Dolby Tackles a Nearly Impossible Small Challenge

With relatively unrestricted size, weight, and budget, and given enough time to tinker, it's not that hard to build a good-sounding loudspeaker. But when size, weight and budget are tremendously restricted, good sound becomes incredibly difficult to achieve, if not impossible. Now, Dolby is taking on that challenge.

Compared to most other technologies, loudspeakers are pretty basic. I don't want to take anything away from talented loudspeaker designers, but the design for a dynamic loudspeaker has been around for 92 years and if it hasn't been perfected, it is at least well understood. Given the choice of building, from scratch, my own loudspeaker, or my own smartphone, I'd choose the speaker.

I guarantee you that my homemade speaker would sound terrible, but when you crunch down to small size and smaller budget, even the pros have trouble getting good sound from a loudspeaker. The speaker still makes the prerequisite sounds, but fidelity isn't exactly a strong point. Cue up Beethoven on your home theater. Awesome! Now, your laptop. Ouch!

Small and cheap speakers just don't play well with the laws of physics. Even worse, in some cases, manufacturers, for example, of laptops, just don't care much about sound quality. Sometimes the left and right speakers are from completely different companies, sometimes their levels are unequal, and my personal favorites are those laptops that have two speaker grilles, but one of them is a dummy. Finally, as laptops get slimmer, there is even less room for speakers.

Now Dolby is jumping into the small speaker market. Their software is already found on many laptops, but when played through dismal speakers, even the best software really is pointless. Moreover, when audio software is slapped onto a laptop whose audio design has already finalized, it cannot really address the speakers' deficiencies. Dolby wants to change that with a new focus on small (often called "micro") speaker sound system designs.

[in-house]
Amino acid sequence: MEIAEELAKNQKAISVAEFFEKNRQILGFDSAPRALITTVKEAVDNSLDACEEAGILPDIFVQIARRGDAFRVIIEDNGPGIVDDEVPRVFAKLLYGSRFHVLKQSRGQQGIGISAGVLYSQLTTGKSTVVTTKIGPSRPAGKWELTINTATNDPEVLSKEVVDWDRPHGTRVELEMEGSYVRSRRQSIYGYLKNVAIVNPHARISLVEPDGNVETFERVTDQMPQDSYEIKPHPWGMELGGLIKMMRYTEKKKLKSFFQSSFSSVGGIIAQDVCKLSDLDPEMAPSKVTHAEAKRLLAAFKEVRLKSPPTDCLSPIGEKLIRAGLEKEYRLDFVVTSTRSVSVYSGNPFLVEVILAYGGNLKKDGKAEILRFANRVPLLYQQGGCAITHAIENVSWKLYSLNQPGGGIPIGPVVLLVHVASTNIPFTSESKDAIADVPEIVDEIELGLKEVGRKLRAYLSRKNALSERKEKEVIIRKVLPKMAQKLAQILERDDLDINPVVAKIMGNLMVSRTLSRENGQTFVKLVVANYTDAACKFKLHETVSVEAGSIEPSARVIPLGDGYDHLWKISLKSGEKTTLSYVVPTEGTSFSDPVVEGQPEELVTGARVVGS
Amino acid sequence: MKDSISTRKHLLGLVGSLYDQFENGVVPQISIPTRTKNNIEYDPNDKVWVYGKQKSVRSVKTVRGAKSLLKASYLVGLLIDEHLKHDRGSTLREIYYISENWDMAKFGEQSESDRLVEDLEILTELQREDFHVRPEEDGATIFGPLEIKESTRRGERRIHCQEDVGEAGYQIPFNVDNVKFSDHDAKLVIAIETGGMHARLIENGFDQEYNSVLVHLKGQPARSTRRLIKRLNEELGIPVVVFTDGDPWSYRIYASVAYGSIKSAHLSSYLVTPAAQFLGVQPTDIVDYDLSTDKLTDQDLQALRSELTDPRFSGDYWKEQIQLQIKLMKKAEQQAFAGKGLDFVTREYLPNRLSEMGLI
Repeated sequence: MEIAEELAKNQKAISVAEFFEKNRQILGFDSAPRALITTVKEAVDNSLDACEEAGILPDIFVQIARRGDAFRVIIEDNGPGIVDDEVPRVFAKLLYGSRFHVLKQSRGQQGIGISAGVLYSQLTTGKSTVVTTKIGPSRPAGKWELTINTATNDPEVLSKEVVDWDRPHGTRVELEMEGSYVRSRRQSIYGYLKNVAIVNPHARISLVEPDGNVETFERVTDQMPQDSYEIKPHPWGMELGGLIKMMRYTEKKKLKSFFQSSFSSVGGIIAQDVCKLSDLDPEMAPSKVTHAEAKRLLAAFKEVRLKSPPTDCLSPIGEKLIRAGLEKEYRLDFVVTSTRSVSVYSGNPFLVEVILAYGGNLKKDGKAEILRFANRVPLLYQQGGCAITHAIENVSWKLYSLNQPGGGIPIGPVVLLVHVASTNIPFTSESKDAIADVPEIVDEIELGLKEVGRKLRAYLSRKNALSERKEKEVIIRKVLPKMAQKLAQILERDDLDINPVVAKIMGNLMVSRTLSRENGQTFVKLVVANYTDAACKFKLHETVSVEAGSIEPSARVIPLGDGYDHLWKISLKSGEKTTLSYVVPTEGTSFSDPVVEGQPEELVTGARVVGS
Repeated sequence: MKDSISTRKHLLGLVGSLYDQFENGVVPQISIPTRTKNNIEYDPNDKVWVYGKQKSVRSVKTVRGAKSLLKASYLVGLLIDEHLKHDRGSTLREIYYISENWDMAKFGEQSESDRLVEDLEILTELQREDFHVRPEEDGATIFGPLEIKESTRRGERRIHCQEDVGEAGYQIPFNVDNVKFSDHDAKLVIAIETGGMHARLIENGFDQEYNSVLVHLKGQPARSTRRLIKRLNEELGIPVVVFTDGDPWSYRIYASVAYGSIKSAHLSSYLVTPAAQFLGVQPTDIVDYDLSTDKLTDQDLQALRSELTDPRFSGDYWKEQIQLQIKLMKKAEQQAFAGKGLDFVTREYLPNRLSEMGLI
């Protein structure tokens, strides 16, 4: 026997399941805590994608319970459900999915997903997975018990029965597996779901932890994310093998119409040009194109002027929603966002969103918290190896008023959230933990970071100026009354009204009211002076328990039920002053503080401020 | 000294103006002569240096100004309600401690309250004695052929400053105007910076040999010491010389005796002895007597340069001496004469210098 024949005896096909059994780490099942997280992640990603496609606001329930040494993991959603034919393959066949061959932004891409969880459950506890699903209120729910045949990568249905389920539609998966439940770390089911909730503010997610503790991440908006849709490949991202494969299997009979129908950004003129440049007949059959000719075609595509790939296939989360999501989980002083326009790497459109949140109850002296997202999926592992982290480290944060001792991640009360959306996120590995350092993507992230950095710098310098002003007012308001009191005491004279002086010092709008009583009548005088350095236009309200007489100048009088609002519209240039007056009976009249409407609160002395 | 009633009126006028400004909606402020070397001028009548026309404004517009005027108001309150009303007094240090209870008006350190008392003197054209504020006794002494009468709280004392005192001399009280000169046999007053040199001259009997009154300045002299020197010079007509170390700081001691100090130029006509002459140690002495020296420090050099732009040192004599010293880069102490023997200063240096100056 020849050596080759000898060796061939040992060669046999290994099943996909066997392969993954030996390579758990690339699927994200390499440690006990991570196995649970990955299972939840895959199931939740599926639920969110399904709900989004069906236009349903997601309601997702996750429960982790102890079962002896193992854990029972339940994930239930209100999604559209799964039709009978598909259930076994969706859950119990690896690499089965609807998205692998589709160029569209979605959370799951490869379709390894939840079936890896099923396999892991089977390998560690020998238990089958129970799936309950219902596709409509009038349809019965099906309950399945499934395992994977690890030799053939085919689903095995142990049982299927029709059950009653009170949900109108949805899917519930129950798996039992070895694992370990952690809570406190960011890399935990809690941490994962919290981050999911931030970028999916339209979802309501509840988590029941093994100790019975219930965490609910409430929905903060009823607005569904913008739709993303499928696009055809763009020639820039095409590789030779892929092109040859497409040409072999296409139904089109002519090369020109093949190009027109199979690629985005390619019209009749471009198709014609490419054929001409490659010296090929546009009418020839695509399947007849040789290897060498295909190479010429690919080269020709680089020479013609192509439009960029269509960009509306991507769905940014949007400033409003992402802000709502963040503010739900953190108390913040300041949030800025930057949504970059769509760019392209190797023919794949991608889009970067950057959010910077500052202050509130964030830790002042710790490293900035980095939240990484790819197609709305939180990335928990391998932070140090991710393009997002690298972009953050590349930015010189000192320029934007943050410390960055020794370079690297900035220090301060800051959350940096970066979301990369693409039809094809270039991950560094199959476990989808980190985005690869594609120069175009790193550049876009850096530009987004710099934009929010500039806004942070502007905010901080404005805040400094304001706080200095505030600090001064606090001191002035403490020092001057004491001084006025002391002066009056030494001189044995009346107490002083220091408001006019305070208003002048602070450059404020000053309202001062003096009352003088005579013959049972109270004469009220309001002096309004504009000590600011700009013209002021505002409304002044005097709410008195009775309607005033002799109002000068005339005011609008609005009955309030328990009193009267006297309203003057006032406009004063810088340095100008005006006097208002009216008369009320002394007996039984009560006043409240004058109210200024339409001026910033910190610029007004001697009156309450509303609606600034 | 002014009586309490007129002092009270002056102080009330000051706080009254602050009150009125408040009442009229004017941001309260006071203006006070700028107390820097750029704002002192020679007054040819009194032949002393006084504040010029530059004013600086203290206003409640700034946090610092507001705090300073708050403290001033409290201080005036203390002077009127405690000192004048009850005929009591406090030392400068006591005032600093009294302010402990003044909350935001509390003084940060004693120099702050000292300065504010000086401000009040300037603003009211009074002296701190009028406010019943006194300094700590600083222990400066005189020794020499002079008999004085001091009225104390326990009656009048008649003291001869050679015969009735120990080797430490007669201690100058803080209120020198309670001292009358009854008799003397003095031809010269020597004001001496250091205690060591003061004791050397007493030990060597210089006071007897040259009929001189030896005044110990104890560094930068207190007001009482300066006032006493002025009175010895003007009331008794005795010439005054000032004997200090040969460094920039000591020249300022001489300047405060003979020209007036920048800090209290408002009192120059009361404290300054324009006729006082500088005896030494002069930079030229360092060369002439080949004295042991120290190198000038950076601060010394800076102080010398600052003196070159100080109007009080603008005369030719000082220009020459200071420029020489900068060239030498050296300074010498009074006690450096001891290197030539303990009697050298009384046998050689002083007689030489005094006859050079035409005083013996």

As you might expect, the road to good sound in laptops must begin with the laptop manufacturer itself, thus Dolby started working directly with a laptop maker — Chinese manufacturer Huawei. Its MateBook X is the first laptop to employ a Dolby-designed sound system including, I suspect, upstream equalization and other pre-processing. I have not put ears on it yet, but early reports are that the sound quality is quite good, at least compared to other laptops.

I hope that Dolby can convince other laptop manufacturers that sound quality is important, and get them to agree to get Dolby on board early in the design process. If you are a laptop manufacturer, you are painfully aware of how competitive the market is; wouldn't you want to take advantage of every possible way to improve your product over the competition?

Sure, the fidelity of your laptop will never rival your home theater, but every incremental improvement in sound quality is always a good thing.